Chinese Taiwan

Member Organizations

Member Organization Associate Other PAOs

  Federation of CPA Associations of Chinese Taiwan

Legal and Regulatory Environment

  • Overview of Statuatory Framework for Accounting and Auditing

    The Taiwan Company Act sets financial reporting requirements for listed companies, private companies, insurance companies, and financial institutions in Chinese Taiwan.

    The Act requires all companies to prepare financial statements in accordance with Republic of China Generally Accepted Accounting Principles (ROC GAAP), which are converged with International Financial Reporting Standards (IFRS). In addition, the Act requires all companies to have their annual financial statements audited following Republic of China Generally Accepted Auditing Standards (ROC GAAS), which are converged with International Standards on Auditing (ISA).

    The Security and Exchange Act sets additional requirements for listed companies, which are regulated by the Securities and Futures Bureau (SFB) of the Financial Supervisory Commission. For listed companies, the requirements of ROC GAAP are supplemented by the Guidelines Governing the Preparation of Financial Reports by Securities Issuers adopted by the SFB. Listed companies must also comply with the Regulations Governing Approval of Certified Public Accountants to Audit and Attest to the Financial Reports of Public Companies issued by the SFB.

    Both ROC GAAP and ROC GAAS are developed by the Accounting Research and Development Foundation (ARDF) under the authority of the SFB.

  • Regulation of Accountancy Profession

    Chinese Taiwan has a shared approach to the regulation of the accountancy profession, giving multiple bodies in the jurisdiction the responsibilities of regulating the profession.

    The Certified Public Accountants Act of 2009 (the Act) establishes the roles and responsibilities for Certified Public Accountants (CPAs) and CPA firms in the jurisdiction. The Act also establishes the roles and responsibilities of the Financial Supervisory Commission (FSC) and the Federation of CPA Associations of Chinese Taiwan (FCPAACT) in the regulation of CPAs and firms.

    Article 12 of the Act establishes the pathways for individuals to become CPAs in Chinese Taiwan. Under the Act, individuals who choose to become CPAs must have a university degree, pass the CPA exam (administered by the Ministry of Education), attain two years of practical experience, and become members of the FCPAACT before applying for a license to practice with the FSC. All CPAs and CPA firms must be members of FCPAACT and licensed with the FSC before being permitted to practice in the profession.

    Although the FSC, as the statutory audit regulator in the jurisdiction, is empowered to oversee auditors, including conducting quality assurance (QA) inspections, and investigating and disciplining auditors and firms that audit listed companies if irregularities arise, it has delegated this responsibility to the Auditing Supervision Division of the Securities and Futures Bureau (SFB). Other responsibilities of the FSC include prescribing regulations for initial professional development (IPD) requirements for CPAs, procedures for registering and licensing CPAs and CPA firms, and for public disclosure of registration materials. In addition, the FSC is responsible for approving national accounting and auditing standards that are developed by the Accounting Research and Development Foundation (ARDF).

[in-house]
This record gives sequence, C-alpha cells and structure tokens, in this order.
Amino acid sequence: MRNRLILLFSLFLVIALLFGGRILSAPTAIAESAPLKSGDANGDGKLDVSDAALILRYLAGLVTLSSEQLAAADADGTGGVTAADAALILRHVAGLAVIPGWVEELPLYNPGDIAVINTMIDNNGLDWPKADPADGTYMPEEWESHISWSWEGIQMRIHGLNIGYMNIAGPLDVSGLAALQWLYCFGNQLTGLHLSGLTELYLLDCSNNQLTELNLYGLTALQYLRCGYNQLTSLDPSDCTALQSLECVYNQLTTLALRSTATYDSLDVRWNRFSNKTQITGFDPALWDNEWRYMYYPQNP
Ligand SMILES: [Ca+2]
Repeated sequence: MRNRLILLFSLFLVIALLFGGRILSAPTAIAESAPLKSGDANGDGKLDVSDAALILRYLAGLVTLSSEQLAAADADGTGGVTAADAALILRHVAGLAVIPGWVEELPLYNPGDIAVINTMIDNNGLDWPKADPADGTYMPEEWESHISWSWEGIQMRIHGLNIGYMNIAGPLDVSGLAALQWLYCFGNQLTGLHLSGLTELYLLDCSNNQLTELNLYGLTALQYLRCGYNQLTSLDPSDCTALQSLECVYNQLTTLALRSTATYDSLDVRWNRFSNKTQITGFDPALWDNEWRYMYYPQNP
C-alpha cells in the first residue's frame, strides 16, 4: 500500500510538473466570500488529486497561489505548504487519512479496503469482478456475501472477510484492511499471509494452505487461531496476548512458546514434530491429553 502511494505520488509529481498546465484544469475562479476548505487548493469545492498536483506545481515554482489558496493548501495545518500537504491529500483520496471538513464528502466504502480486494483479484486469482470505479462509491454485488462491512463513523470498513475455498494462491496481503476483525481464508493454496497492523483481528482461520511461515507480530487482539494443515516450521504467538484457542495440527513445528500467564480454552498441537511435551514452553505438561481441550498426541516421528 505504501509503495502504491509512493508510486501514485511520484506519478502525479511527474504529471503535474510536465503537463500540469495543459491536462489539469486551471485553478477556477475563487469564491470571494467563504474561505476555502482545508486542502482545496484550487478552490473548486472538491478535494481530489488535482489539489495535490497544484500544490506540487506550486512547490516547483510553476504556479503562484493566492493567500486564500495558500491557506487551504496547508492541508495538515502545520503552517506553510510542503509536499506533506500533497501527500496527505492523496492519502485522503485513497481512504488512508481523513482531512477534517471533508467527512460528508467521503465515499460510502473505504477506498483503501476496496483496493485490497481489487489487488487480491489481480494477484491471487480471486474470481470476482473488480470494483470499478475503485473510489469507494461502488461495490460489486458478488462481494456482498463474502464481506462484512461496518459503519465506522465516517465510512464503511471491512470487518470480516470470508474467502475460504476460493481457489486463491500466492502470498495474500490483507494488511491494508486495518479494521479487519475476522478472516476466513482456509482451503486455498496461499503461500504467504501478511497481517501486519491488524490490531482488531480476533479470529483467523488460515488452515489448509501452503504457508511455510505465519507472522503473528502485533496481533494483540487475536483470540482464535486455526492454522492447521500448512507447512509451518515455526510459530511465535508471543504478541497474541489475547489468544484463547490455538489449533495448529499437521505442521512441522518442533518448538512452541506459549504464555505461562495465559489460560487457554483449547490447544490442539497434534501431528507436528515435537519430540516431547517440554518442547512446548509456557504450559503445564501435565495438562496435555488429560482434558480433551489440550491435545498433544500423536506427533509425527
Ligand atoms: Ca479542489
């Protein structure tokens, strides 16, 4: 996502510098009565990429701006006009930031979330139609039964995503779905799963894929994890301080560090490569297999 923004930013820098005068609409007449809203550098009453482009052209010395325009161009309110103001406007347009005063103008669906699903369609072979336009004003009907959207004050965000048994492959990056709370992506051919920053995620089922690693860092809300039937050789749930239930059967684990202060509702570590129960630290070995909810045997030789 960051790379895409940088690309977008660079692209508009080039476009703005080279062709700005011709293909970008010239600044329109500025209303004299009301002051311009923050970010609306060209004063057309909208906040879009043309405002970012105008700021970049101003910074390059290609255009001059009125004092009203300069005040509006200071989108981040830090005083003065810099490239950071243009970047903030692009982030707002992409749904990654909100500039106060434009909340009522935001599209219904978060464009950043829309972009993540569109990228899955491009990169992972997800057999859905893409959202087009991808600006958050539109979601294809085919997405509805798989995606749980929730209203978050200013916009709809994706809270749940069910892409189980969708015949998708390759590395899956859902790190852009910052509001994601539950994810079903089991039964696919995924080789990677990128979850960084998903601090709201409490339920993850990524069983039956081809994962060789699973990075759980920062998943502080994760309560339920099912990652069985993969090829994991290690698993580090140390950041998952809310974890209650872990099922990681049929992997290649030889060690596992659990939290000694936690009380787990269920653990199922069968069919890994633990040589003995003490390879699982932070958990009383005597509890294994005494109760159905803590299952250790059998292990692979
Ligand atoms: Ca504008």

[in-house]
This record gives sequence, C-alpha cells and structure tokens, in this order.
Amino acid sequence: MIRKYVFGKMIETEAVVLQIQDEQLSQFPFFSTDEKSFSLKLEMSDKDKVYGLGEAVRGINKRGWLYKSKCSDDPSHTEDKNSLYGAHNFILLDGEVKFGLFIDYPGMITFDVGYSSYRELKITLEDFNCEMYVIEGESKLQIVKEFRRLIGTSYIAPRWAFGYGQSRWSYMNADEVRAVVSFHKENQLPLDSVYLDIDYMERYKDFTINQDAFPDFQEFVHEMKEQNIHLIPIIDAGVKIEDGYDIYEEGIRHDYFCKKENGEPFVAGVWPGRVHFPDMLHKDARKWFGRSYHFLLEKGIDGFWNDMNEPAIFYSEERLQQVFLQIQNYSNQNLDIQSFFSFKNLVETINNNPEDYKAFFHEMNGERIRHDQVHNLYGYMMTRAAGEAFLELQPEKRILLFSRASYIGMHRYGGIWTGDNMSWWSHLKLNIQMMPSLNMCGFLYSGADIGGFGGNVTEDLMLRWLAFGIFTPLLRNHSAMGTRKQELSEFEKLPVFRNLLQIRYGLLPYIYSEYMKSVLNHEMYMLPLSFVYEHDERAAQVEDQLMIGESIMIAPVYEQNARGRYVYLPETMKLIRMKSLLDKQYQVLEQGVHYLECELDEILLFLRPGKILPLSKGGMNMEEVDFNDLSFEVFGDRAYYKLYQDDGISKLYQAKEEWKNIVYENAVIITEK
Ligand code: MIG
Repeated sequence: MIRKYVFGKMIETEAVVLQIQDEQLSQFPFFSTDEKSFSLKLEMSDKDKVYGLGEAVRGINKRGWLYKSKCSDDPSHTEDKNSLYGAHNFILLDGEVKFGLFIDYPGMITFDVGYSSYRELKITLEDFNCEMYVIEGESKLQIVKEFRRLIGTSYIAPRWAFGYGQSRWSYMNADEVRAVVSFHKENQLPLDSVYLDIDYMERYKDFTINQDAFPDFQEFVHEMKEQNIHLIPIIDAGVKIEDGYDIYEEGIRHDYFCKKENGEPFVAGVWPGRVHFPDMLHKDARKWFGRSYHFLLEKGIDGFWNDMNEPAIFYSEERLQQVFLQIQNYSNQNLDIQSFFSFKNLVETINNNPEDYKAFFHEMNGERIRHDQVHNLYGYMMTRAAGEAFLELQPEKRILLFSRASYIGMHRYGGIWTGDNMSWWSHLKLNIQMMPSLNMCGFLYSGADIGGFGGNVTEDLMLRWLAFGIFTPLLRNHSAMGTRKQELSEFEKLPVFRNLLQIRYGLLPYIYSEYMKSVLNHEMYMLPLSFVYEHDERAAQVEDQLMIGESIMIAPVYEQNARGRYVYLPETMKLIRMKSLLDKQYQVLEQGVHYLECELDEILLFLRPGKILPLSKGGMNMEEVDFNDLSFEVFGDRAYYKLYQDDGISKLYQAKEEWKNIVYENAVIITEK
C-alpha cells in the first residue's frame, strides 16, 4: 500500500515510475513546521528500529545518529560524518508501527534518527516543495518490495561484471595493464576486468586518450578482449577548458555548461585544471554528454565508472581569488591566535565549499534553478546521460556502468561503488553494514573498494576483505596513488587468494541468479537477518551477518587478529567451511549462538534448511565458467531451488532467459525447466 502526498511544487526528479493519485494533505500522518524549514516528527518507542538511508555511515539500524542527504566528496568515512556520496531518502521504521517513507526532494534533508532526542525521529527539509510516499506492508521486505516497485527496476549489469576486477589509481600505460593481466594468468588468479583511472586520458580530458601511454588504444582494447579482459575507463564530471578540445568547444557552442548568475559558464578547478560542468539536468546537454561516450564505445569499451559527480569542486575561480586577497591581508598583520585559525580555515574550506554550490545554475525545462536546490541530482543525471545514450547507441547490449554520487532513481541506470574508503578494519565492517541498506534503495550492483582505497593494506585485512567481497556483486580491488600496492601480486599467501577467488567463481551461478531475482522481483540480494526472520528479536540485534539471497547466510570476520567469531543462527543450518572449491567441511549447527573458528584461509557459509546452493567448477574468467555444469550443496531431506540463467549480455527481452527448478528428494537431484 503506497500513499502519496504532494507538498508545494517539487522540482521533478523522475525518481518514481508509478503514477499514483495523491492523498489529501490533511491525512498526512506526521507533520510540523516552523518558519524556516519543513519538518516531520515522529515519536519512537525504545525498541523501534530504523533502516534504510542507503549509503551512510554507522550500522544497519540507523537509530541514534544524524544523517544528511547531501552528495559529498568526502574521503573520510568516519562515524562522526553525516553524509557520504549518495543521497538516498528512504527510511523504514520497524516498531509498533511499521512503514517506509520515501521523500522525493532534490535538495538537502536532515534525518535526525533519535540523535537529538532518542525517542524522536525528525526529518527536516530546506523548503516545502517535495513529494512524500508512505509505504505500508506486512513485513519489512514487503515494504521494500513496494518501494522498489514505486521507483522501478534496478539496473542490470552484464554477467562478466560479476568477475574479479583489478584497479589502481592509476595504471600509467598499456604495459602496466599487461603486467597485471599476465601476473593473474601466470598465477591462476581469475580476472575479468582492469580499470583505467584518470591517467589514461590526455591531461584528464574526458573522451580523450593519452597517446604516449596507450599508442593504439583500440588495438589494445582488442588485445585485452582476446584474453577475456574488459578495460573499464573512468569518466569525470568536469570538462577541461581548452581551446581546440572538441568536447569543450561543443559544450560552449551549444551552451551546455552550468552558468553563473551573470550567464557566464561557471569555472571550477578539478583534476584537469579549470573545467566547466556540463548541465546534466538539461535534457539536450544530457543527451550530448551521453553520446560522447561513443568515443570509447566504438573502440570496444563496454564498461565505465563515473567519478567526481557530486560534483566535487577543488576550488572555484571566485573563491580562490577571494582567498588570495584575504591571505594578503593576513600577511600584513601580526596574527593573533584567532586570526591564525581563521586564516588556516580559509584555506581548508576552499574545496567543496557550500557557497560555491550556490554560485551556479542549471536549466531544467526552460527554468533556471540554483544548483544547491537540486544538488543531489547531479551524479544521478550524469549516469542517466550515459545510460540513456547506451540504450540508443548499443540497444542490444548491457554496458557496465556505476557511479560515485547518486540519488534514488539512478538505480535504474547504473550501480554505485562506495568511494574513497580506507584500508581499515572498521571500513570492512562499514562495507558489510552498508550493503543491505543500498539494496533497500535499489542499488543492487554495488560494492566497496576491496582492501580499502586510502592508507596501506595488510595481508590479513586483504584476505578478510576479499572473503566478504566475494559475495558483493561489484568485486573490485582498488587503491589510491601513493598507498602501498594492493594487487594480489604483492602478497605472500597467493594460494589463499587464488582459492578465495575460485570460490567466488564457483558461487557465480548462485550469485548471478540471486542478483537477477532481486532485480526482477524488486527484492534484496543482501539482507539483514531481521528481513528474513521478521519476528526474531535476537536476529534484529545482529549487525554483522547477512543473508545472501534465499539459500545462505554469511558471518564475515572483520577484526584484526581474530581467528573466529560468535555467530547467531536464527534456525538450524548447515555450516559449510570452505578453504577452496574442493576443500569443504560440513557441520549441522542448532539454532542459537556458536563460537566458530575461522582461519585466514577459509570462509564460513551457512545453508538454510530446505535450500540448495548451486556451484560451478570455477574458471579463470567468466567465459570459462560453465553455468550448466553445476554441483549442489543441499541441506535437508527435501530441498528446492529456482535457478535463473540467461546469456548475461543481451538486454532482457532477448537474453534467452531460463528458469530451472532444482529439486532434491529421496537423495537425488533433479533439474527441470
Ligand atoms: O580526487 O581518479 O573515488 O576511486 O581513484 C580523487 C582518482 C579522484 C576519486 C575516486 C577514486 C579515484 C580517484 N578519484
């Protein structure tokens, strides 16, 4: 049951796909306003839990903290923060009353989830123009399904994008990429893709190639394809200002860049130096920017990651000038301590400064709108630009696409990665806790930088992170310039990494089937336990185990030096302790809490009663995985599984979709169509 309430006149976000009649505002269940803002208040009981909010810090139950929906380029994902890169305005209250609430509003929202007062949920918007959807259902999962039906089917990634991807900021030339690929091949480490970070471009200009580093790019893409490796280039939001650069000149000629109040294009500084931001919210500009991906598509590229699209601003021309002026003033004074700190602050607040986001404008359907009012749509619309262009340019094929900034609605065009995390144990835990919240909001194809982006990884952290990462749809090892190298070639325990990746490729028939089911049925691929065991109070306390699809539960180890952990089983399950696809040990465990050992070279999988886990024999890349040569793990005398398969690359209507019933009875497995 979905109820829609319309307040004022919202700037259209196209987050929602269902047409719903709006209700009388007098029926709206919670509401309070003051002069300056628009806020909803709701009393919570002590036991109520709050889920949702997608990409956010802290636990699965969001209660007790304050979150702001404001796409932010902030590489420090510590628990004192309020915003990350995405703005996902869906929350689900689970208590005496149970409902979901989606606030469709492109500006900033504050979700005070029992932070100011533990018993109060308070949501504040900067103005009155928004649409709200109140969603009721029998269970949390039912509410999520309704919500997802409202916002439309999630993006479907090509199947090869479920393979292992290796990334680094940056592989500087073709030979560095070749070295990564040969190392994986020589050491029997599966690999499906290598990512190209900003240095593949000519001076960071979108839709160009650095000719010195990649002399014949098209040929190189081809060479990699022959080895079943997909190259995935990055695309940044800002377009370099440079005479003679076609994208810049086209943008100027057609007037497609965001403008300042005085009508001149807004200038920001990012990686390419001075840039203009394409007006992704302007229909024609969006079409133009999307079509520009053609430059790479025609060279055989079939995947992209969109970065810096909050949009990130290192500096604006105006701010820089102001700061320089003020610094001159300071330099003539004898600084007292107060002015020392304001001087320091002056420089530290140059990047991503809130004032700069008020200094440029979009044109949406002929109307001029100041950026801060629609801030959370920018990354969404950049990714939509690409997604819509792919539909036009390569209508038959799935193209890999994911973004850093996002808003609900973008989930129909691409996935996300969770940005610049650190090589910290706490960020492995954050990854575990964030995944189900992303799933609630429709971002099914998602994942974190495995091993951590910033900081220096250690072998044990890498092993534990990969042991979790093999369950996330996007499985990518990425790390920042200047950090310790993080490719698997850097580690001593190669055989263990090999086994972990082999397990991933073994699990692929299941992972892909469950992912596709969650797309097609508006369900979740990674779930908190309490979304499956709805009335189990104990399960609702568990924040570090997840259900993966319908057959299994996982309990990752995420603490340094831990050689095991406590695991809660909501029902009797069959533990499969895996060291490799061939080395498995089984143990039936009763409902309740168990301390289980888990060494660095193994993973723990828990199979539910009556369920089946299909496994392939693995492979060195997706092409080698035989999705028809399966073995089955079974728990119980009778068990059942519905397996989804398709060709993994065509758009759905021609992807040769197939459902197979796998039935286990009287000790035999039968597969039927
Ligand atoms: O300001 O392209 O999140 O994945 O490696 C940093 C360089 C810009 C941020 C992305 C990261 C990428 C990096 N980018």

Article 50 of the Act establishes the role and responsibility of the FCPAACT, the only professional accountancy organization (PAO) in Chinese Taiwan. The FCPAACT is a national federation representing four provincial member associations: the Taiwan Provincial CPA Association, Taipei City CPA Association, Taichung City CPA Association, and Kaohsiung CPA Association. According to the Act, the FCPAACT is responsible for maintaining a registry of all CPAs and CPA firms in Chinese Taiwan. The Act establishes the FCPAACT’s responsibilities, including setting continuing professional development (CPD) requirements for CPAs, establishing a quality assurance (QA) and investigative and disciplinary (I&D) systems, and setting a Code of Ethics.

    Chapters 6 and 7 of the Act set out the disciplinary process and sanctions to be administered against CPAs in Chinese Taiwan who have been found guilty of misconduct. The FPCAACT is responsible for investigating all alleged acts of misconduct via its Professional Responsibility Investigation Committee, and the Discipline Committee recommends disciplinary decisions to its Board of Directors for approval. Approved sanctions are then forward to the CPA Discipline Committee that operates under the FSC for final approval. If necessary, this committee is responsible for dealing with appeals by those found guilty.

  • Audit Oversight Arrangements